Big data analytics, Bayesian networks and causality models, bootstrapping, dynamic linking in data exploration, on line analytics.

Academia needs to adapt and move from a focus on developing mathematically oriented tools to methods that are more interdisciplinary in scope. This requires joint work with cognitive scientists, experts in education, computer scientists and economists.

13. What do you see as the greatest challenges facing the profession of statistics in the coming years?

As a profession, we lost our Unique Selling Points (USP). Other disciplines are offering tools and methods that are essentially elements of statistics. The big research labs that produced many innovations at the interface of theory and practice are now gone. Academia needs to adapt and move from a focus on developing mathematically oriented tools to methods that are more interdisciplinary in scope. This requires joint work with cognitive scientists, experts in education, computer scientists and economists. Universities are not necessarily an ideal place for doing that.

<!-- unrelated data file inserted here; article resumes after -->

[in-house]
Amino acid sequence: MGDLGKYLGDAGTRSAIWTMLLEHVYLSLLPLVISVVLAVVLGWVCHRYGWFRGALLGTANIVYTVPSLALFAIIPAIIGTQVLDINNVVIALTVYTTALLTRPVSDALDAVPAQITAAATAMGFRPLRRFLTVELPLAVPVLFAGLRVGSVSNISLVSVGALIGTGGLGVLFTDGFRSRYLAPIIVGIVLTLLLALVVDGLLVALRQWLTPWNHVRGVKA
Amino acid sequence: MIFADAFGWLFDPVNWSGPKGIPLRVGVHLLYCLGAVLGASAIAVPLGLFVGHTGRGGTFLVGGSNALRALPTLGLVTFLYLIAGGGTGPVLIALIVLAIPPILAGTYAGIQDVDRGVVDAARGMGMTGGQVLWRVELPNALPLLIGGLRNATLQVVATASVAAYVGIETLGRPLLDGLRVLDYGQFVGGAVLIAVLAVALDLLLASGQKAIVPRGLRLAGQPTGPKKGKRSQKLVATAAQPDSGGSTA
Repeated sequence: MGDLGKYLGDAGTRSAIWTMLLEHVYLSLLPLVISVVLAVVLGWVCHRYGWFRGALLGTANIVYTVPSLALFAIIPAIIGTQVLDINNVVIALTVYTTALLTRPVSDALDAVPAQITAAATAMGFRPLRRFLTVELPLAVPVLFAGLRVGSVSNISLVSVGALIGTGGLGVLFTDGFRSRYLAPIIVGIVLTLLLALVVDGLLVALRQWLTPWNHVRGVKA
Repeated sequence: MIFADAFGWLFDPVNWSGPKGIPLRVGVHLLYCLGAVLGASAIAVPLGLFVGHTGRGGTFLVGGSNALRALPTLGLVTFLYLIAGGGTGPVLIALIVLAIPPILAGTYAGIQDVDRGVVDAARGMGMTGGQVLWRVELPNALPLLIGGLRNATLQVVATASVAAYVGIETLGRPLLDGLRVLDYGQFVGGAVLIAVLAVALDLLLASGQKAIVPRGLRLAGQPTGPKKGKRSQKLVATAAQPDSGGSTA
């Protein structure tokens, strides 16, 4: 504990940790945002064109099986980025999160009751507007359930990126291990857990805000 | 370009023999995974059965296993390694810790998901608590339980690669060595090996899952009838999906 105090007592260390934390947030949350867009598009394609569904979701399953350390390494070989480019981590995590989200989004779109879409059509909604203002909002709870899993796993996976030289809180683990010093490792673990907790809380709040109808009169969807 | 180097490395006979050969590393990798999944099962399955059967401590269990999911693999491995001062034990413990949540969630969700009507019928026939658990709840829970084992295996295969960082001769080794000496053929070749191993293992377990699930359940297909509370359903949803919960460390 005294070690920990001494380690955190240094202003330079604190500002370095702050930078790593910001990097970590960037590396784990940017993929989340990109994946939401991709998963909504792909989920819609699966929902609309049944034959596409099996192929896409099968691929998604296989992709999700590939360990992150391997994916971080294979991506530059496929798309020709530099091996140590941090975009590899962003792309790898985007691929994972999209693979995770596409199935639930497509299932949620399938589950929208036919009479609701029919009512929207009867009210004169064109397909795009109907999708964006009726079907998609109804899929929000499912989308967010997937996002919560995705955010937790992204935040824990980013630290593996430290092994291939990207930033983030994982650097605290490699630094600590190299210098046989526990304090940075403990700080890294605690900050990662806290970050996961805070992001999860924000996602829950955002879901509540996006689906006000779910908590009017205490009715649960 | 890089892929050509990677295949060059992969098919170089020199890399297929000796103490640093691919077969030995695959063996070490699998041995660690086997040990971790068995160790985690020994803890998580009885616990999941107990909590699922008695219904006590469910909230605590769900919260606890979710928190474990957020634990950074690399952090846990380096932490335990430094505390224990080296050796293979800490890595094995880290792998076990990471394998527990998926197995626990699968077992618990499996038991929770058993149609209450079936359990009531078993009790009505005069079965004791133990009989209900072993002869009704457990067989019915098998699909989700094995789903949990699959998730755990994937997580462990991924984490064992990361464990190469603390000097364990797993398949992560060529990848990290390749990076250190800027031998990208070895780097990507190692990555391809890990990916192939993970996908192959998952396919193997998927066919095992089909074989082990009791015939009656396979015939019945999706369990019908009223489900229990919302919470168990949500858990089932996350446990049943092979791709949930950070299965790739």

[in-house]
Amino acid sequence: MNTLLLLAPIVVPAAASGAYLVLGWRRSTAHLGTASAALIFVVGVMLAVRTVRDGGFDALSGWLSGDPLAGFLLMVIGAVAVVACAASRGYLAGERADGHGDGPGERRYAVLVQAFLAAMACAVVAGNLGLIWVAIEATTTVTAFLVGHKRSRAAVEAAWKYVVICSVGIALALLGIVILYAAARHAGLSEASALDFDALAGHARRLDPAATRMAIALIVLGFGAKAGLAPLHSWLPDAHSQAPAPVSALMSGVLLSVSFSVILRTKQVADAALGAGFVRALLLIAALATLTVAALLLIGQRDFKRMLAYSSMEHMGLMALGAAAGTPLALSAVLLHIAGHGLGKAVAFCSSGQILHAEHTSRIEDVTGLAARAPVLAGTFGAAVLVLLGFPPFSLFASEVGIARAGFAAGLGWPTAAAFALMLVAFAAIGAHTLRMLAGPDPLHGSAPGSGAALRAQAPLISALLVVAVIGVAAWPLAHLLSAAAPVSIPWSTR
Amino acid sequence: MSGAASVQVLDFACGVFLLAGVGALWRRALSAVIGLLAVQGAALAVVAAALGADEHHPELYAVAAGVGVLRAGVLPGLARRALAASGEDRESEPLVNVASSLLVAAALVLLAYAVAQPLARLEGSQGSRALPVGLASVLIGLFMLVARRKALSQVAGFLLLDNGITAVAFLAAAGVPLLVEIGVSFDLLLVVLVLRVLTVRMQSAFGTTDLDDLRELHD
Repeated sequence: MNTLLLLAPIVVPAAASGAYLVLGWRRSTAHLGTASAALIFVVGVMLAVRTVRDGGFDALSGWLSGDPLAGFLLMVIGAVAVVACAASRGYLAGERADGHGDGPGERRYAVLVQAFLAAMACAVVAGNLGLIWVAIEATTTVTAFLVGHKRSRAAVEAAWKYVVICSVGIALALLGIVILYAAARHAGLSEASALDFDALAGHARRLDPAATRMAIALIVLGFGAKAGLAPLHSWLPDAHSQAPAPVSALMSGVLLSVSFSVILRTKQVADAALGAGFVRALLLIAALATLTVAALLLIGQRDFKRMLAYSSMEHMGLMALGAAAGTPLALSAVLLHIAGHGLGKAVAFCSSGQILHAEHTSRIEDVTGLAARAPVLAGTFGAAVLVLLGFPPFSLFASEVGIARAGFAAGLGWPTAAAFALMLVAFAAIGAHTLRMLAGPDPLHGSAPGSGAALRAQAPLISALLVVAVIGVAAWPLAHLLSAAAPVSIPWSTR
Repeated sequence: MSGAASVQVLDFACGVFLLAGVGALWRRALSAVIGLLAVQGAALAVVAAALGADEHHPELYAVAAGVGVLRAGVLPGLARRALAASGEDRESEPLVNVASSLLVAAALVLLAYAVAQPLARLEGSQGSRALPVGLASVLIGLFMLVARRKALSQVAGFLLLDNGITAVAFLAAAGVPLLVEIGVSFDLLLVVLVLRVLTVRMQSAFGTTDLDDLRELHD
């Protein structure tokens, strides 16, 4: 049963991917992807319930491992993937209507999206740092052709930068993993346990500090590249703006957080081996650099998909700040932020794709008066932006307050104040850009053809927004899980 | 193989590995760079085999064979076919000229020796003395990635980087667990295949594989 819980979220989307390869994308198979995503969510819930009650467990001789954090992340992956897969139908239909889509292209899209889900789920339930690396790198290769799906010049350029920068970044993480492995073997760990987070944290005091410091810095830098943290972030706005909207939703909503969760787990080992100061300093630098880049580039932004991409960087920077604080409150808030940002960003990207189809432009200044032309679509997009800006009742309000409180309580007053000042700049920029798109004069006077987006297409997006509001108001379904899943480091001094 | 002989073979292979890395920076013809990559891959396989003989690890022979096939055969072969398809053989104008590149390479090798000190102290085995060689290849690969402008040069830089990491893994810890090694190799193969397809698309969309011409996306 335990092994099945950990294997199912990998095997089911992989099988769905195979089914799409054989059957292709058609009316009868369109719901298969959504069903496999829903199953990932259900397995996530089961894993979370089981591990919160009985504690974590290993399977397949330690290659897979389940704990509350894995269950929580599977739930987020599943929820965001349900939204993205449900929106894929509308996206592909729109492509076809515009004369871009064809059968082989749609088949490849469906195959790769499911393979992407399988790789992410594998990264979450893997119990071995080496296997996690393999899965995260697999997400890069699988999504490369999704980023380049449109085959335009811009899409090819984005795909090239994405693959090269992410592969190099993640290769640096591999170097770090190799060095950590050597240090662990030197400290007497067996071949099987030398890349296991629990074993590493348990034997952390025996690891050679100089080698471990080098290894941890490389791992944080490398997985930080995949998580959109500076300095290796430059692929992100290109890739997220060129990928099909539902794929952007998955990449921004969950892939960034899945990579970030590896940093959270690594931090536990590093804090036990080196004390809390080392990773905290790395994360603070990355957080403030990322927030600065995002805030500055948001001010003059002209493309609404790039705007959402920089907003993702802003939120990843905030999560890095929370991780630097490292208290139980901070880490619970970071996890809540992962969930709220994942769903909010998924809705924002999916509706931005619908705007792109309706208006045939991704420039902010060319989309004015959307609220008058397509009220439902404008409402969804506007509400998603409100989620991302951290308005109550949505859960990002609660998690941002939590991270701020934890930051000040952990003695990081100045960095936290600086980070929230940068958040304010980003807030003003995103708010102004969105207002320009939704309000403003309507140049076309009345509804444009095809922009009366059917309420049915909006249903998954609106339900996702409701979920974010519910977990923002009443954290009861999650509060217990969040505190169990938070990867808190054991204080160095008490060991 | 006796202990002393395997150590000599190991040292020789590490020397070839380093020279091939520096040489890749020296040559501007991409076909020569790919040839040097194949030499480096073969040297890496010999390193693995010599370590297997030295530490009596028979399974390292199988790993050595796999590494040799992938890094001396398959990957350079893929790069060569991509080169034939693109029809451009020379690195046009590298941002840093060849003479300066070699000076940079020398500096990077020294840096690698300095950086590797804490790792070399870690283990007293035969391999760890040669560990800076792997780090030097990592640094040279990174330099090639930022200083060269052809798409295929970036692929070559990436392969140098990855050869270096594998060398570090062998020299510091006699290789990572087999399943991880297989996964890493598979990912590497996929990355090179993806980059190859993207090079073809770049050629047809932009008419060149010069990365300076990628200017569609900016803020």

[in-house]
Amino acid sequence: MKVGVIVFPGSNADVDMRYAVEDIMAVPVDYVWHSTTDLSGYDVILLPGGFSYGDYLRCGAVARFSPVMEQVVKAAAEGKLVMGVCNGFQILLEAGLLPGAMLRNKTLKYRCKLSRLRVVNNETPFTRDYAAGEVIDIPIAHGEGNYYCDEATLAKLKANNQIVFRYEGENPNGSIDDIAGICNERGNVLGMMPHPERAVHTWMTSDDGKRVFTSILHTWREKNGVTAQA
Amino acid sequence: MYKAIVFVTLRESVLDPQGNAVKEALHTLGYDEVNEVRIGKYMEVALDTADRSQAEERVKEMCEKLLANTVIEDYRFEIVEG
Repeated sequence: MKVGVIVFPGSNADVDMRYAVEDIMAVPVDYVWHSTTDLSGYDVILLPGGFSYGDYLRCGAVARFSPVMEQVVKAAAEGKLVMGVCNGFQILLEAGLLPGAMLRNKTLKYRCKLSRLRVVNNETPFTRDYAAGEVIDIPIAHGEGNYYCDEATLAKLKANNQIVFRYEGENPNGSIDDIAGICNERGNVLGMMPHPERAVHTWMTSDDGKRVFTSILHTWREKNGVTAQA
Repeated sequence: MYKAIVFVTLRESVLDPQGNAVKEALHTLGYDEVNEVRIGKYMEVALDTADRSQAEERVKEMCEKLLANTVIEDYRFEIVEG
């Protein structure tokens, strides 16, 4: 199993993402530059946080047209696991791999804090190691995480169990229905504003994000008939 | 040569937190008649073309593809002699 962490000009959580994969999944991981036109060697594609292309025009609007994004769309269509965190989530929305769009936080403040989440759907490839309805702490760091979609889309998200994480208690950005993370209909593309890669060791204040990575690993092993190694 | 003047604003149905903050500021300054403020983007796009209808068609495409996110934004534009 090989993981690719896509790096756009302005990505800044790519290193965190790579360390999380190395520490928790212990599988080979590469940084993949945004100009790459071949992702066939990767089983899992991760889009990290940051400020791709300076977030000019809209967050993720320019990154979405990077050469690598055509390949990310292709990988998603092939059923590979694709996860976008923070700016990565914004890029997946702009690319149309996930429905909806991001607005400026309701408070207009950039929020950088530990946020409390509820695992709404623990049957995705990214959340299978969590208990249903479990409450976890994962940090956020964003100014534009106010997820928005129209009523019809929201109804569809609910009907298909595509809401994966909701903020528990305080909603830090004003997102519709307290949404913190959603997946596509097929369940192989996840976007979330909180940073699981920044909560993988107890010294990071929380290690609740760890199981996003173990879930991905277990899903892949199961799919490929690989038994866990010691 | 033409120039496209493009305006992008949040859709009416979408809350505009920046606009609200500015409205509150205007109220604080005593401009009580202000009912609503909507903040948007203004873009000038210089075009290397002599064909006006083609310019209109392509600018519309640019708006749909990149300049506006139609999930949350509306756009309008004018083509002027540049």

14. Are there people or events that have been influential in your career?

There are several people on the list. I already mentioned David Cox. We still correspond via email and his advice and feedback has continued to be helpful. In 2005, as President of ENBIS, it was a privilege to award to him the Box medal, a small recognition for his gigantic contributions. My PhD advisor was the late Sam Karlin who set the standard for me by showing unending curiosity in many application domains and deep mathematical knowledge. Sam saw in Ronald Fisher the ultimate example of a scientist that he tried to emulate. I also mentioned Bill Hunter and George Box who showed, by example, what working with and for clients from other disciplines means. Then there is Deming. I got my job of director of statistical methods at Tadiran Telecom after I convinced the company’s president and CEO to attend a Deming seminar. When he returned, he pushed hard for implementing the Deming principles and gave me the opportunity to gain individual experience in a position Deming recommended every company should have.